Anyway, what I am saying is that your body can react differently to swim and run stimuli, and you may still be asthmatic. And if you are, once you get used to your symptoms, you will learn what works for you. There may be no amount of running that’s comfortable or safe…you need to play it by ear, and always make sure you have a long-term controller in your bloodstream and a rescue inhaler with you. (Note that long-term controllers can take days to weeks to ramp up, so be careful!) People really do die from asthma…you need to take it seriously.

        Also, if you go to a doctor, go to a pulmonologist, and make sure they check your symptoms before and after you exert yourself. I can still remember running the stairs at my doctor’s office as a child! They need to test you as you would be in order to diagnose exercise-induced asthma.

        Also, very important–make sure that the doctor or PA shows you how to properly take an inhaler and use a spacer. Makes a world of difference.

        Your asthma doesn’t have to define you! I played DI waterpolo–I just learned how to make it work for me!

        • Yes, yes and yes. You are a very possible candidate for exercise-induced asthma, and MJ has some great tips. I never ran a 5k despite being on the track team for years (sprinting only), until I was over 30 and started doing an inhaler/Singulair combo. It opened up a world of difference. I’ll never be a distance runner, but it was amazing to run those 3.2 miles after years of people telling me I just needed to train harder/run longer/be more patient.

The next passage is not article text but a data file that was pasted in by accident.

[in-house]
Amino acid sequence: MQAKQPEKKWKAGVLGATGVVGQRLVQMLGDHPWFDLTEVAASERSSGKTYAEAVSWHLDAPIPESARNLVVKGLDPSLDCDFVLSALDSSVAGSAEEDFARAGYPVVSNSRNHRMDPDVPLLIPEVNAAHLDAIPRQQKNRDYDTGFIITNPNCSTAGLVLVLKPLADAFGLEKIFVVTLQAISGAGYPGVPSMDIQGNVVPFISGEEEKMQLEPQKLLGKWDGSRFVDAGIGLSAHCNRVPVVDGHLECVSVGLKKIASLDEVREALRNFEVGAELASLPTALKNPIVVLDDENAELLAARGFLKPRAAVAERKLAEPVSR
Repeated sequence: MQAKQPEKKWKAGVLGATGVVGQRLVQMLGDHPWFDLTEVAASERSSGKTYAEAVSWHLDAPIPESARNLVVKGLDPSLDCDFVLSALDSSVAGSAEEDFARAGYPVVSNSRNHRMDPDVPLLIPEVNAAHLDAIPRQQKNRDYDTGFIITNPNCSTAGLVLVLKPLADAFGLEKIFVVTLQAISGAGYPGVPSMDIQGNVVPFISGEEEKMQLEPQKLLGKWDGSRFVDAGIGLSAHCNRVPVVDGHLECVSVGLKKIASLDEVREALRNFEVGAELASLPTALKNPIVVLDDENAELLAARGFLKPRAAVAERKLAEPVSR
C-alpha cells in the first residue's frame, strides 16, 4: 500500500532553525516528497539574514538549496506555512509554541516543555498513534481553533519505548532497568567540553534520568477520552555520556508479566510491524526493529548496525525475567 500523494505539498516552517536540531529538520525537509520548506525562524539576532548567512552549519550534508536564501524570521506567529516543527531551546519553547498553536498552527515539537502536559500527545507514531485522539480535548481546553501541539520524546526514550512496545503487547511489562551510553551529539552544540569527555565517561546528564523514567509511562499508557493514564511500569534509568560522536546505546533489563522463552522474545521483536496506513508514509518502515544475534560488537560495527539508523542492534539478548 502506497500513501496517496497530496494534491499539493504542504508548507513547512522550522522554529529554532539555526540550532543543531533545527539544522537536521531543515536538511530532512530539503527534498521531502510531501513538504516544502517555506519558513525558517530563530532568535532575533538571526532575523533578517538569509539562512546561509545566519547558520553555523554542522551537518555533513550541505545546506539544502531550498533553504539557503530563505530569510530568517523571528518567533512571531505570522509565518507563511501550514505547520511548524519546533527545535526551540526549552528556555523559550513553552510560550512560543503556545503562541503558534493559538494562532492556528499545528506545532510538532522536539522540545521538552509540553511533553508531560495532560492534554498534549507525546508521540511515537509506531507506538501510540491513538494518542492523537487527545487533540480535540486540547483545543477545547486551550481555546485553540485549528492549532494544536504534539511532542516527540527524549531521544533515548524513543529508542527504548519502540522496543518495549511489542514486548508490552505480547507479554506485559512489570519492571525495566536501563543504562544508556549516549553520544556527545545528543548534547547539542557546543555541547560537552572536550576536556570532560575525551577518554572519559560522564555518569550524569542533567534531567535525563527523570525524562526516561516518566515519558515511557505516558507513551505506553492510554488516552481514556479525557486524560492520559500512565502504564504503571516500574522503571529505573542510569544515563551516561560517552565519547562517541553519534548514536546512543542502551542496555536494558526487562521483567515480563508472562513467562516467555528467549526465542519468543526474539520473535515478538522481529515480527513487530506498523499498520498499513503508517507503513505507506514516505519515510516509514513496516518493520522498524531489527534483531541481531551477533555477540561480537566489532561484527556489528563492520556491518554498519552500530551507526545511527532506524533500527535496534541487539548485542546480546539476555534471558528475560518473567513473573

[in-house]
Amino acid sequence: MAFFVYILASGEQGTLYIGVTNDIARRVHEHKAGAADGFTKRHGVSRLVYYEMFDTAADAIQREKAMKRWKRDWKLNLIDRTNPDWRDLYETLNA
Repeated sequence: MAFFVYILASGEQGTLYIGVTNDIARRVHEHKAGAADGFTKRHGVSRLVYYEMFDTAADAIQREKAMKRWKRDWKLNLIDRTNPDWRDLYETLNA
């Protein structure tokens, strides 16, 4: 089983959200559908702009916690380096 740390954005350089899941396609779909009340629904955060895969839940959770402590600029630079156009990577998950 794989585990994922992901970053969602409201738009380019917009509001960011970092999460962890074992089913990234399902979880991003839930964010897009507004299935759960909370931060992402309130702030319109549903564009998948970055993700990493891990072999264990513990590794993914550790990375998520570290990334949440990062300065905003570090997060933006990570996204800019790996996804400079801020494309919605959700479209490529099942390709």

• Typical sprinter… that would be 3.1 miles ;) That extra .1 must have been a killer for ya!

      • You have asthma. Obviously, confirm this with a doctor! But I have exercise-induced asthma and I know that metallic taste VERY well. Also ask your doctor about vocal cord dysfunction. The symptoms overlap with asthma but they are different conditions.

    • I definitely recommend couch to 5k. Running cardio is definitely not the same as elliptical/spinning cardio. My dad could go on 50mile roundtrip bike rides at a good clip but I promise he couldn’t run a mile.

      I don’t run currently and I’ve never been much of a distance runner but Couch to 5k used to work for me. Don’t worry if you have to do it at your own pace. Like if you aren’t ready to advance to the next level. It still works. Also, never increase your distance by more than 10% each week because you wouldn’t want a bad bout of shin splints to undo the work you did building up your endurance.